In a landmark ruling, the High Court in London has said that interview notes — made by a company’s external law firm as part of internal investigations into allegations of corruption in Kazakhstan and Africa — are not protected by legal professional privilege.
Mrs. Justice Andrews’ 8 May decision, which Eurasian Natural Resources Corporation (ENRC) is appealing, vindicates the Serious Fraud Office (SFO) in its years’ long dispute with business lawyers over privilege and internal investigations. Companies have long claimed that documents created during internal investigations into allegations of wrongdoing, including interviews with key witnesses, are protected by privilege.
While the SFO respects the rights of companies to claim privilege, it believes some lawyers are making spurious privilege assertions over internal investigations to obstruct its inquiries. In a well-known interview in February 2015 with The Times, SFO director David Green said: “These companies call in outside lawyers, who make a lot of money by doing an investigation and are the first to interview key witnesses at the coal face, then claim privilege — it is absolutely ludicrous.”
Green’s position on privilege has been repeated by senior SFO staff at numerous conferences. The reaction from business lawyers in London has been hostile with some arguing that the SFO has mounted a measured “attack” on the rights of companies.
However, the ENRC ruling, if allowed to stand, supports the SFO’s strategy of fighting spurious privilege claims, and will hopefully result in clearer rules for when privilege can be asserted. This is particularly important in relation to the UK’s quick-developing deferred prosecution agreement (DPA) regime.
The recent £671 million (about $860 million) Rolls-Royce settlement in January was the first time a company failed to inform authorities of wrongdoing and still secured a DPA. It suggests that factors other than self-reporting, particularly whether a company has waived privilege, as Rolls-Royce did, will be more important in determining whether they secure a DPA. The ENRC decision by clearly setting out where privilege can be asserted, also establishes more clearly what counts as a waiver.
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The root of ENRC’s dispute with the SFO is the company’s claim that notes from internal investigation interviews carried out by its law firm, Dechert were covered by two types of legal protection: litigation privilege and legal advice privilege. The latter protects communications made in confidence between a lawyer and their client for the purpose of providing legal counsel. The former protects documents prepared for litigation, such as a civil dispute or criminal prosecution.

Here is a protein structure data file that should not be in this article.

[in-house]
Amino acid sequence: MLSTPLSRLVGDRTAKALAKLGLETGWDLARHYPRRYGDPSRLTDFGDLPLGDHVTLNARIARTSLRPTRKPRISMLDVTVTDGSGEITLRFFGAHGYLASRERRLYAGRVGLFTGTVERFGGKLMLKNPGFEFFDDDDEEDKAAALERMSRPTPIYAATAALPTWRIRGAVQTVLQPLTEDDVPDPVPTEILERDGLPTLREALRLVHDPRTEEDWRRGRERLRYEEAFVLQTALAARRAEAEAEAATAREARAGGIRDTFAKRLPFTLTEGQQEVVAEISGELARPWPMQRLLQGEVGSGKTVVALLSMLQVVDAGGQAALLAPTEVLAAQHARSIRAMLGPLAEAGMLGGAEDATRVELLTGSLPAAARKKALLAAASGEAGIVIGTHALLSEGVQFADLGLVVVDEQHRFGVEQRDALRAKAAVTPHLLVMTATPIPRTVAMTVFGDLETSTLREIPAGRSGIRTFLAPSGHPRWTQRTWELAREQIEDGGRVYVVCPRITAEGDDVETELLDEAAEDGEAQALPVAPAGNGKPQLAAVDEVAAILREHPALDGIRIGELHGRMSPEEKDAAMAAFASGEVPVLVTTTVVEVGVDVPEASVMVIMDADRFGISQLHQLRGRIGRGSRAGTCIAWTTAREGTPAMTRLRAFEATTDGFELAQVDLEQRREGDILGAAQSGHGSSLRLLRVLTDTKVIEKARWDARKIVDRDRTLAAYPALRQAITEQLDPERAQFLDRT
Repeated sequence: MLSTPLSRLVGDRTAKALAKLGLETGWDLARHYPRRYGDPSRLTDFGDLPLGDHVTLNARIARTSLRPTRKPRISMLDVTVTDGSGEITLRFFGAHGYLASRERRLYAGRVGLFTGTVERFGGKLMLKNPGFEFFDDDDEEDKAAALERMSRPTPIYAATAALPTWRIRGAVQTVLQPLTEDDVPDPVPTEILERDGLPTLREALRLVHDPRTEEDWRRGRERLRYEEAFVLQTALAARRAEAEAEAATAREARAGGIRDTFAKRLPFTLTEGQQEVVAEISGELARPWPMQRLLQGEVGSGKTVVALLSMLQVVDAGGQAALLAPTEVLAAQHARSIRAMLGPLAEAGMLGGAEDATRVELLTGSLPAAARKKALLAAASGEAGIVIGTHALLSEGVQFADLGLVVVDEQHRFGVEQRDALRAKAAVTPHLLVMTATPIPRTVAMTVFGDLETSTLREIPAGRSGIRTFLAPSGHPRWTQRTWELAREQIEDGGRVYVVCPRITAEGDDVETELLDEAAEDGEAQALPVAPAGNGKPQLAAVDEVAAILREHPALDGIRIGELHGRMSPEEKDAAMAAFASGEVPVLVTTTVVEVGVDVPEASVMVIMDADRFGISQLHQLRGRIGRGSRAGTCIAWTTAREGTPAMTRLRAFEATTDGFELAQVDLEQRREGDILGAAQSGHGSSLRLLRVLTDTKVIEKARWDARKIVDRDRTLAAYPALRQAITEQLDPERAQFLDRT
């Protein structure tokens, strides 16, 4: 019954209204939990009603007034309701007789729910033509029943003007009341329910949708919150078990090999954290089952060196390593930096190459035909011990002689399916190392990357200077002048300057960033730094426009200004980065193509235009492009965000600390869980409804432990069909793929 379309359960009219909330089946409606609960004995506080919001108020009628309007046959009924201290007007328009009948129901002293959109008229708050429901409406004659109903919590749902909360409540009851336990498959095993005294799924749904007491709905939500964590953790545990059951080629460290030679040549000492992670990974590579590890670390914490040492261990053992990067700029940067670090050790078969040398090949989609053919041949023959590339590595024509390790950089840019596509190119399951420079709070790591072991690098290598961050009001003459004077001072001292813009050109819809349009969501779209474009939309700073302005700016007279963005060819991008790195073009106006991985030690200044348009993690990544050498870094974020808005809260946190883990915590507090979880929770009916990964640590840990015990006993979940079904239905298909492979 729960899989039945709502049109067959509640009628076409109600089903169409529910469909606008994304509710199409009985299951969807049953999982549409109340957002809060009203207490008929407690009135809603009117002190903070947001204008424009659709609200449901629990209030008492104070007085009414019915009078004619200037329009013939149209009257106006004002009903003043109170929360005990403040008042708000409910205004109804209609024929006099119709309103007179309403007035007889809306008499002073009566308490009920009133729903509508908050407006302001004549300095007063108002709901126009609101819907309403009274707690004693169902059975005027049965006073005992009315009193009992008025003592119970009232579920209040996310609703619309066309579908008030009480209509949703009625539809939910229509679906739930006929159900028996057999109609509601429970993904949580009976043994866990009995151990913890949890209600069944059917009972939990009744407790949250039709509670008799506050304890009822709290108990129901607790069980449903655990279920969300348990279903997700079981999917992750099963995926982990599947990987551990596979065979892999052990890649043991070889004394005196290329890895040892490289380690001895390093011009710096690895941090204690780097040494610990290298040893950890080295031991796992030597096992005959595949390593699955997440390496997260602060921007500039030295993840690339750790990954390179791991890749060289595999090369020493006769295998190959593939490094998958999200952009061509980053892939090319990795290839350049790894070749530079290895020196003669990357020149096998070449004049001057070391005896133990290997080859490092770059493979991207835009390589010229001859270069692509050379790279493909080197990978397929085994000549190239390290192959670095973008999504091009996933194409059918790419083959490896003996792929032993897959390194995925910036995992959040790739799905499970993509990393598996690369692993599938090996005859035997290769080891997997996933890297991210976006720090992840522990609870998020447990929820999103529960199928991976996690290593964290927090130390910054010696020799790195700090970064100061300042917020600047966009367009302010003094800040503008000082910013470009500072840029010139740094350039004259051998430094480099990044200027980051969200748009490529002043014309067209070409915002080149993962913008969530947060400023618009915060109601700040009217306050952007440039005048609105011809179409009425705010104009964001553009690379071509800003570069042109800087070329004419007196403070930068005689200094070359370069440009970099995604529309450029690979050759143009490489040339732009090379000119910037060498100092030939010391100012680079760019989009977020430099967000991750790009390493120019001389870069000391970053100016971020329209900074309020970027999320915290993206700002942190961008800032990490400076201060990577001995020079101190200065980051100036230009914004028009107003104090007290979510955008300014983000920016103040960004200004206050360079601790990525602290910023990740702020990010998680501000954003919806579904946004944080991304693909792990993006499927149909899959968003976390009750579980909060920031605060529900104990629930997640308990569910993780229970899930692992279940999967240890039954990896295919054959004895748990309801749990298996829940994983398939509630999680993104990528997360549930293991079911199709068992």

Litigation privilege only applies where a dispute is in progress, or at least reasonably in contemplation. Mrs Justice Andrews ruled that the disputed documents in ENRC’s claim failed to meet this standard. The notes from Dechert’s internal investigation interviews were created between August 2011 and March 2013 when ENRC was not under investigation by the SFO. Nor was prosecution a real prospect at this time, said Mrs. Justice Andrews.
The SFO first contacted ENRC on 10 August 2011, the day after Times published allegations of corruption against the company. The two organisations subsequently entered into a period of dialogue for over one-and-a-half years, which resulted in over 30 meetings. The often strained cooperation between ENRC and the SFO ended in spring 2013, when the prosecutor formally opened a criminal investigation.
ENRC claimed that litigation privilege applied to documents created during this period of cooperation, because an SFO investigation, and a resulting criminal prosecution, was reasonably in contemplation.
Mrs. Justice Andrews countered that: “Prosecution only becomes a real prospect once it is discovered that… at the very least that there is some material [evidence] to support the allegations.” She added that no such evidence had been presented to her.
ENRC further claimed that Dechert’s internal investigation interviews of company employees, suppliers and third-parties were covered by legal advice privilege.